Background Obesity is an energy balance problem caused by overeating. Obesity treatment includes diet, exercise, behaviour treatment, pharmacotherapy and surgery; in addition, acupuncture is also an option.
Objective To investigate the effect of acupuncture on weight loss and whether a brief acupuncture treatment of 5 weeks can change circulating levels of leptin, ghrelin, insulin and cholecystokinin (CCK) in obese women.
Methods 40 women with a body mass index (BMI)>30 kg/m2 were equally randomised to either an acupuncture group or a sham (non-penetrating) acupuncture group and received treatment at LI4, HT7, ST36, ST44 and SP6 bilaterally. Both groups had two sessions of 20 min/week for a total of 10 sessions. Serum insulin, leptin, plasma ghrelin and CCK levels were measured by ELISA.
Results Acupuncture treatment decreased insulin and leptin levels and induced weight loss, together with a decrease in BMI compared with sham acupuncture. Furthermore, between-group analyses demonstrated increases in plasma ghrelin and CCK levels in subjects who received acupuncture treatment.
Conclusion These findings suggest that acupuncture may help to regulate weight owing to its beneficial effects on hormones such as insulin, leptin, ghrelin and CCK in obese subjects even after a few weeks of treatment.
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Obesity is a common health problem faced mostly in developed countries such as USA, Canada, Australia, and European countries but rates are increasing for developing countries as well.1 The risk of diabetes, hypertension, dyslipidaemia, cardiovascular disease and sleep apnoea are greater for overweight (body mass index (BMI)>25 kg/m2) and obese (BMI>30 kg/m2) individuals.2 There are various treatment options in practice such as diet therapy, regulation of physical activities, behaviour treatment, pharmacotherapy, surgical procedures and acupuncture.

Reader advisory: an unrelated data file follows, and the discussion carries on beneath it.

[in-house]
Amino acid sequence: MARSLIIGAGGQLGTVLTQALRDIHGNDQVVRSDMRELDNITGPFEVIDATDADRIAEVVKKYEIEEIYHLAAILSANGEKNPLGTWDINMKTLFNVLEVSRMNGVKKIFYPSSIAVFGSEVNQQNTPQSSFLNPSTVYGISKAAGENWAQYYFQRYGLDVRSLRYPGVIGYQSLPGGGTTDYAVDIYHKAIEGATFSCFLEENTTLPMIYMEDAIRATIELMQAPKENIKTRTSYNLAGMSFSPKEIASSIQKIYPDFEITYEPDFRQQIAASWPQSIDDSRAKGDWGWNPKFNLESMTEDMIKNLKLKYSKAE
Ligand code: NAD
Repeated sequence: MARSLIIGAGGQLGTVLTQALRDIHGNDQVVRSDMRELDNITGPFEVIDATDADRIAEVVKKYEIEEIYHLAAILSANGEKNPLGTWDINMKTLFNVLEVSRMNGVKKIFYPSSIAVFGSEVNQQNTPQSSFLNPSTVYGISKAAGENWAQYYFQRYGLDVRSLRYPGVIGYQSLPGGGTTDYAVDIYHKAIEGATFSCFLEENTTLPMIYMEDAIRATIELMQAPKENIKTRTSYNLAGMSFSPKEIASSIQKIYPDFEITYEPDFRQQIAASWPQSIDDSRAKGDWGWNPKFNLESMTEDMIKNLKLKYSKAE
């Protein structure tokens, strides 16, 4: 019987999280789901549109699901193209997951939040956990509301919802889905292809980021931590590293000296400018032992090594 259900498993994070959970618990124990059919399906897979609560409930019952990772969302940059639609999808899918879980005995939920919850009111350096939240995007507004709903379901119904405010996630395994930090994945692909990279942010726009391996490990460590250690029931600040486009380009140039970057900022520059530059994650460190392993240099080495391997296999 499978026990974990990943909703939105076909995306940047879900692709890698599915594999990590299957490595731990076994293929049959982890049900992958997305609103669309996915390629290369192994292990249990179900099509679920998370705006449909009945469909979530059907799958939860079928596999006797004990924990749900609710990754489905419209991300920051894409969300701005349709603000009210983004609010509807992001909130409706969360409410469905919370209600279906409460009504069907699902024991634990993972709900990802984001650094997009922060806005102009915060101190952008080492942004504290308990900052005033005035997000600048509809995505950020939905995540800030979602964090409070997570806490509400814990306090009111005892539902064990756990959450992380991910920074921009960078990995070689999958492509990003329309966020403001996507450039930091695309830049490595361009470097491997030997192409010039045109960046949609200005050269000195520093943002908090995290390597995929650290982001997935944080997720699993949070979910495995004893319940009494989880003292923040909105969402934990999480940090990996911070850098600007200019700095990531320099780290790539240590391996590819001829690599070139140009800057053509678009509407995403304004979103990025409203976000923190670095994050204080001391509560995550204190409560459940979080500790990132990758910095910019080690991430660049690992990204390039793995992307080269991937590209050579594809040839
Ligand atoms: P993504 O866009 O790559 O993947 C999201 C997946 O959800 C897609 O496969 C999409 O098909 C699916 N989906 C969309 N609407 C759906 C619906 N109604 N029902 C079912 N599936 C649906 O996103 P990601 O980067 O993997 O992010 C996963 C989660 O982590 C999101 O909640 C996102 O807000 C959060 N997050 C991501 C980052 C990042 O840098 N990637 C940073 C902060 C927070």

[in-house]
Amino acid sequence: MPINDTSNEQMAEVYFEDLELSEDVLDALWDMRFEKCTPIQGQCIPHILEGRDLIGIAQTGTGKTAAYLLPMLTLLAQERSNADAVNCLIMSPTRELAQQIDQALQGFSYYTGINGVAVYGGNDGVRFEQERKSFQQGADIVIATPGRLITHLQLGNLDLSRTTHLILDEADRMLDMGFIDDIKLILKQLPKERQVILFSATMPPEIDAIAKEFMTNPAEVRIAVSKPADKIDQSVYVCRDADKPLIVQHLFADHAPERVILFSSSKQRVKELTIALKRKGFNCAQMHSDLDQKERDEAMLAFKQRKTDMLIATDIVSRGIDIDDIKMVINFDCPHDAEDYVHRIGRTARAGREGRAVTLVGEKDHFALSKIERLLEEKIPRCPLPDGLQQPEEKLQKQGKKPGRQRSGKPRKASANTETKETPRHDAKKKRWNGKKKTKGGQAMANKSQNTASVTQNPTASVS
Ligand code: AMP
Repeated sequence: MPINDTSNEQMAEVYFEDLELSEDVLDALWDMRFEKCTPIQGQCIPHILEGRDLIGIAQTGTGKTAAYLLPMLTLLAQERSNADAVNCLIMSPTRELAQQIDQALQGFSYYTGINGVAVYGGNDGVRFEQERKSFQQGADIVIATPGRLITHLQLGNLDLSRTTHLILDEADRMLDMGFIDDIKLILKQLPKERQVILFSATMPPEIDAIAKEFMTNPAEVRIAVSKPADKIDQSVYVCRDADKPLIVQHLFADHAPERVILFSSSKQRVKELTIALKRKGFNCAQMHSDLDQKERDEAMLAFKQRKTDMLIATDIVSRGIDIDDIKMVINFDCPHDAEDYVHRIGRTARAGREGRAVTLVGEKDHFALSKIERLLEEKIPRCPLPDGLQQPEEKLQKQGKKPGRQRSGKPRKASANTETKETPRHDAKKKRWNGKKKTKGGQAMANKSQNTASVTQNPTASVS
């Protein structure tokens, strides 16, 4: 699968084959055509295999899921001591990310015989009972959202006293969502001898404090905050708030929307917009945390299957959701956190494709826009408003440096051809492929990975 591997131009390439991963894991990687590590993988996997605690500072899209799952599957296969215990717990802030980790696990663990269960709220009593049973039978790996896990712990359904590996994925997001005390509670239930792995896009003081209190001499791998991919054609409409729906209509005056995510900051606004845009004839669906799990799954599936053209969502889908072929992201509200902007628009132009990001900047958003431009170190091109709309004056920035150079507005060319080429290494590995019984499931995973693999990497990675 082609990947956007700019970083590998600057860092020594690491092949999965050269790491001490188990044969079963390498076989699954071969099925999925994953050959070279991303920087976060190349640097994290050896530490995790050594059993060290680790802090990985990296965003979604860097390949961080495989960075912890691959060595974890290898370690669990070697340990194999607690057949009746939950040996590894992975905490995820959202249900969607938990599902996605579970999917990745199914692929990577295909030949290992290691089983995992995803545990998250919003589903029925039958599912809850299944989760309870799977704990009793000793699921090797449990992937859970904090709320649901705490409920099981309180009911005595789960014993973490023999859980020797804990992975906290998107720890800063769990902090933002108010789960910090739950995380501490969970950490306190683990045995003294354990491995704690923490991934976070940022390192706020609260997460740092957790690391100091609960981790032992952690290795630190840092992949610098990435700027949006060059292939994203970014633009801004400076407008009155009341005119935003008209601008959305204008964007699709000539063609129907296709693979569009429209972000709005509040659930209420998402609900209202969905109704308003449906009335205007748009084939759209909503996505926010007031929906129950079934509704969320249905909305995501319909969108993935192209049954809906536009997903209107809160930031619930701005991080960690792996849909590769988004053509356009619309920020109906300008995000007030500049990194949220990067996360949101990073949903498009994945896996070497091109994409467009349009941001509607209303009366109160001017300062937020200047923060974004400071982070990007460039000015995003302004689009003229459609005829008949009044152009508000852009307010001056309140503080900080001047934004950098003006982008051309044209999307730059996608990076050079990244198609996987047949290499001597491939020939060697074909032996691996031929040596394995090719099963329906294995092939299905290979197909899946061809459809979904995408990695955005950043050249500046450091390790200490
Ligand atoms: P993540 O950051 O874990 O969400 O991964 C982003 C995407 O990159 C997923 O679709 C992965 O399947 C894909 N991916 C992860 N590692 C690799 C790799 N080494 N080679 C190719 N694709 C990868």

Acupuncture is one of the treatment options in traditional Chinese medicine for a wide array of conditions and gaining attention in modern medicine. Acupuncture is thought to have been practised for several thousand years in China.3 Nowadays, even modern clinics use it for the treatment of various conditions such as obesity. NIH consensus conference statement (1998) on acupuncture stated that acupuncture shows promising results for several conditions.4
Classic acupuncture points targeted in the treatment of obesity are Neiguan (P6), Fenglong (ST40), Liangmen (ST21), Guanyuan (R4), Zusanli (ST36), Tianshu (ST25) and Quchi (LI11).5 Besides these body points, there are also two points, generally targeted for appetite control, on the ear. In addition, to these generally recognised acupoints, an acupuncturist may use different points depending on his/her own experience.4 The evidence for the effect of acupuncture on weight loss is mixed: readers can find both supporting6 ,7 and refuting8,–,10 data.
Ghrelin is produced by P/D1 cells in the stomach,11 ,12 increases with hunger and decreases with satiety.13 Leptin, one of the products of adipose tissue, passes through the blood–brain barrier and reduces appetite.14 Ghrelin and leptin can be called counter hormones.12 Insulin is the main regulatory hormone of blood glucose levels and has been shown to decrease ghrelin levels.15 Cholecystokinin (CCK) secretion has been shown to decrease hunger.16 Because of these close interactions we aimed to evaluate the effect of acupuncture effect on these hormones and weight loss. We hypothesised that 5 weeks' acupuncture treatment would cause weight loss accompanied by changes in the levels of the above-mentioned hormones.
Subjects and methods